Charges have yet to be filed in three recent alcohol-related vehicle accidents, each of which sent people to the hospital with serious injuries.
The three incidents are:
• Kansas University student Colby Liston, 18, had both legs amputated after a vehicle driven by 21-year-old KU student Julian Kuszmaul hit Liston, pinning him between two vehicles in the 1600 block of Tennessee Street on Aug. 26. At the scene, officers suspected Kuszmaul was intoxicated by both marijuana and alcohol.
• Hannah Swank, a 20-year-old KU student, was hit in the road on Ninth Street, near the intersection at Ohio Street, by KU student Jay E. Berryman, 25, on Sept. 2. Both Berryman and Swank were suspected of alcohol intoxication by officers at the scene. Swank was airlifted to a hospital with serious injuries following the accident.
• In the afternoon on Sept. 7, Lawrence man Justin M. Crawford, 39, ran his SUV head-on into a car driven by Jean Drumm, 67, Lawrence, in the 900 block of Maine Street. Both Drumm and Crawford were sent to hospitals after being extricated by emergency crews. Police suspected Crawford, who has at least three prior drunken driving convictions, was intoxicated.
That such cases take weeks, and sometimes months, to lead to arrests and charges isn’t unusual, however, said Douglas County District Attorney Charles Branson, who couldn’t comment on specific cases.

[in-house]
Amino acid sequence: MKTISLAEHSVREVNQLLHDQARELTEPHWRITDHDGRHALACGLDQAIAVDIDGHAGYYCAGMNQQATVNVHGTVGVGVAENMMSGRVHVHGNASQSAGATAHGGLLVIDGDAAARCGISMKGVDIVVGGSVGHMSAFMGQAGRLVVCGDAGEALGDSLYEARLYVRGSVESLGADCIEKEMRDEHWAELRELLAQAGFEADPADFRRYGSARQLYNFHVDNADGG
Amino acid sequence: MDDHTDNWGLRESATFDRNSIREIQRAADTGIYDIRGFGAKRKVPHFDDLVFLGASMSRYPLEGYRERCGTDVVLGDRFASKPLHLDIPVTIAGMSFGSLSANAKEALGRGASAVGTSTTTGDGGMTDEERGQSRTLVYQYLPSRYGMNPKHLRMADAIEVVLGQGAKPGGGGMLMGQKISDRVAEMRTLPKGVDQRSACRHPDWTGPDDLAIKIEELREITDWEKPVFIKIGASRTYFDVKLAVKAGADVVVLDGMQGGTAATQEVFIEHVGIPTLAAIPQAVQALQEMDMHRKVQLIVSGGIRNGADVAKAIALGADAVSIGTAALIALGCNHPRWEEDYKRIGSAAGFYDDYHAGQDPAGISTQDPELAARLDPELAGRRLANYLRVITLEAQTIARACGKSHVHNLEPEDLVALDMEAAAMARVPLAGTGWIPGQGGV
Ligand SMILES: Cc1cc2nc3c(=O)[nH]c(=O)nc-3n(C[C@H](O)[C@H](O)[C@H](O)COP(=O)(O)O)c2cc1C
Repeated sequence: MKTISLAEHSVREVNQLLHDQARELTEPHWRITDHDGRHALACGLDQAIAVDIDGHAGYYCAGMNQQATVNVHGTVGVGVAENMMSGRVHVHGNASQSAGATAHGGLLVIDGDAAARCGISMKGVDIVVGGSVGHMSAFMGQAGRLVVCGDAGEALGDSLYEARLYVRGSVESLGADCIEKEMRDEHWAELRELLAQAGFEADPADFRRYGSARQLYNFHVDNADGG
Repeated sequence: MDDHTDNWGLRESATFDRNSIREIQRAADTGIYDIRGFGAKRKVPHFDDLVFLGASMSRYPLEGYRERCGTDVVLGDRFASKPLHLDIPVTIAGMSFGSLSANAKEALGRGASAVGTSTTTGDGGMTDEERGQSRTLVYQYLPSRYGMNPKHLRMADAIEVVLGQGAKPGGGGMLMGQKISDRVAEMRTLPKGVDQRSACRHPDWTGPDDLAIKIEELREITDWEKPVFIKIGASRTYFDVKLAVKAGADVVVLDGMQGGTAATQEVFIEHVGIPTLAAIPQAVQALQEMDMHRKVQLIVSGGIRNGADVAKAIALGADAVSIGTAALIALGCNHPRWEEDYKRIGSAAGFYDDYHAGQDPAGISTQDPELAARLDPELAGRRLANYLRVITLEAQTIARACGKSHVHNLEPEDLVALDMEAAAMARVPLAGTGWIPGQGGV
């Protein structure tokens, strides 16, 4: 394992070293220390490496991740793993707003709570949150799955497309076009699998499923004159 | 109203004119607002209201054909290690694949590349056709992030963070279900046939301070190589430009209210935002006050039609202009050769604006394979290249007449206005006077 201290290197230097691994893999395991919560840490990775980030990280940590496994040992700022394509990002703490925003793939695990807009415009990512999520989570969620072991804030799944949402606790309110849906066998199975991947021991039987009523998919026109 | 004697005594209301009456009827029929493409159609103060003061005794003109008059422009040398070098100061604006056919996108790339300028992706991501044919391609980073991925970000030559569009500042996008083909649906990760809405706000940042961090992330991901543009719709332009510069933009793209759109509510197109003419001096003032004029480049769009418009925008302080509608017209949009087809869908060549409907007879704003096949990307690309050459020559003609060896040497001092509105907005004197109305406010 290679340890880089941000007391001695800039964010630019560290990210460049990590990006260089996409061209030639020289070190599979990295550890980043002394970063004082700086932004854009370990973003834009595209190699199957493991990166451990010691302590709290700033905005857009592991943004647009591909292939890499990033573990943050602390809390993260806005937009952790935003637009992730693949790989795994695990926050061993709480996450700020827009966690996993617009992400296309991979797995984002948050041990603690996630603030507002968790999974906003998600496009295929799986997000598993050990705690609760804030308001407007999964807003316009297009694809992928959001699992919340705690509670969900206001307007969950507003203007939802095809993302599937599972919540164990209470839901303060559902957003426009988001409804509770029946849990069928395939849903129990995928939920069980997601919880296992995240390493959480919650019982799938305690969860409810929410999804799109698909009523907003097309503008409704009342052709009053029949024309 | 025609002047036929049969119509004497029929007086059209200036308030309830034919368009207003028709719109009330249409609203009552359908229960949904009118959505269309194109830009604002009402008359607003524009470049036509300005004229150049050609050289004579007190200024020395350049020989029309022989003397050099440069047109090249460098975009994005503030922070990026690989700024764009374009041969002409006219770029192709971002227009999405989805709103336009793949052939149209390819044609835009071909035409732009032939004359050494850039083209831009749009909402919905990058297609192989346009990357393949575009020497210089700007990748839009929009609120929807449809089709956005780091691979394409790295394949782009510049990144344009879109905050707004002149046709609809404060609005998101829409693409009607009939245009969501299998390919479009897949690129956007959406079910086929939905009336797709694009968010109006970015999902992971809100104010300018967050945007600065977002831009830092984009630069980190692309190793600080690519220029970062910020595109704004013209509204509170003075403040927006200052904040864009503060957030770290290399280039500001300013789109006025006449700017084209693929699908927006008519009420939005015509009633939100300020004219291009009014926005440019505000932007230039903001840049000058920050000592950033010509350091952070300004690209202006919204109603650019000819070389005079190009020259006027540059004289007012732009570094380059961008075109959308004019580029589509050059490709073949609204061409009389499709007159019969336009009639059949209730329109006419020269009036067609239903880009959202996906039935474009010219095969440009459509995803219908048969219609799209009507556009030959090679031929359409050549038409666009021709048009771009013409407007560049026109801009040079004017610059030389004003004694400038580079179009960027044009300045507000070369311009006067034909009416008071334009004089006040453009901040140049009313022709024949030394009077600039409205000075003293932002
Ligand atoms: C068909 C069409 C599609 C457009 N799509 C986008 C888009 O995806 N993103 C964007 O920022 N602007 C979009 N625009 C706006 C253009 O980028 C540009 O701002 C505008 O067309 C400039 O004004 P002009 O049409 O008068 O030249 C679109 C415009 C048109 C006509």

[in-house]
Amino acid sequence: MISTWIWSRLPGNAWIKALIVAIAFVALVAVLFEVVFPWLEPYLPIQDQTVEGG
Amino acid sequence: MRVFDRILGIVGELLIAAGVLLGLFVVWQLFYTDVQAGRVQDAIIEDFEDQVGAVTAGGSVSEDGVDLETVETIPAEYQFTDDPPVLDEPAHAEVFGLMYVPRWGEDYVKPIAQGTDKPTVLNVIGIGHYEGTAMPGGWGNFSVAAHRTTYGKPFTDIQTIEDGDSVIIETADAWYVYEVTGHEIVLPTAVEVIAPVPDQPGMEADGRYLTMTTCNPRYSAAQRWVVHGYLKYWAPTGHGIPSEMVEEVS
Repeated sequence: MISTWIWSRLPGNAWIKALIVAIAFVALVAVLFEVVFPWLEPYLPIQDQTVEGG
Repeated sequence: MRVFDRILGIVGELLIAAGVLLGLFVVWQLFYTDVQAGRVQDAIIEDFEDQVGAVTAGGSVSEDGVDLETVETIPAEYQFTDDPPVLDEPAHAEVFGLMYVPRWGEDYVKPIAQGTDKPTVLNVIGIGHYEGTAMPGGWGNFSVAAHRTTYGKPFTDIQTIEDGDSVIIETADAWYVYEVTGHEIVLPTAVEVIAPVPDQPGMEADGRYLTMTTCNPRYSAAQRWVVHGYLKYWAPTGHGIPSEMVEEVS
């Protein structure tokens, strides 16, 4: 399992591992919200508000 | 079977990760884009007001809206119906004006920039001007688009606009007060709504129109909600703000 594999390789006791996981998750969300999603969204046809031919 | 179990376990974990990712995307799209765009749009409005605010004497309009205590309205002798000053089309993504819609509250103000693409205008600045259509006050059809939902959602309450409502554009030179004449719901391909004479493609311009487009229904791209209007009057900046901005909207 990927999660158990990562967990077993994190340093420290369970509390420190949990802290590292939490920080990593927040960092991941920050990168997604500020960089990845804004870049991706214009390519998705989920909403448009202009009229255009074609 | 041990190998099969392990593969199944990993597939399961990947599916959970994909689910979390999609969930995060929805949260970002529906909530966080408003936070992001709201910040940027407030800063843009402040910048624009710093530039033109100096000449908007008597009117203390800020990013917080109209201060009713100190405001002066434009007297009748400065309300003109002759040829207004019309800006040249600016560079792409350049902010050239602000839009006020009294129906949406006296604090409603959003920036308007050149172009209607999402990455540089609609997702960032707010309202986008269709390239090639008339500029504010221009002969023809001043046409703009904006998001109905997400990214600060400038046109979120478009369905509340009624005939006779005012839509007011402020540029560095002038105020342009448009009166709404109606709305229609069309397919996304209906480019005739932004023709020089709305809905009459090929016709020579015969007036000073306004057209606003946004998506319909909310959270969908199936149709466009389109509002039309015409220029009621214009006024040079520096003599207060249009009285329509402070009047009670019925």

In some cases, police often don’t arrest suspects at the scene, instead opting to wait for official blood test results, which can take several weeks and even months. When the results return, the case is referred to prosecutors, who then must research the criminal history of a suspect, Branson said. That can be a time-consuming process, as prosecutors must obtain certified records from other municipalities. But it’s a necessary process, as the number of previous DUI convictions can lead to different charges, Branson said.
One of the other reasons charges aren’t filed the next day, as is typical in DUI cases, is that there’s a concern suspects could quickly plead guilty and avoid a more serious charge if any victims in the cases later die, which could trigger a manslaughter charge.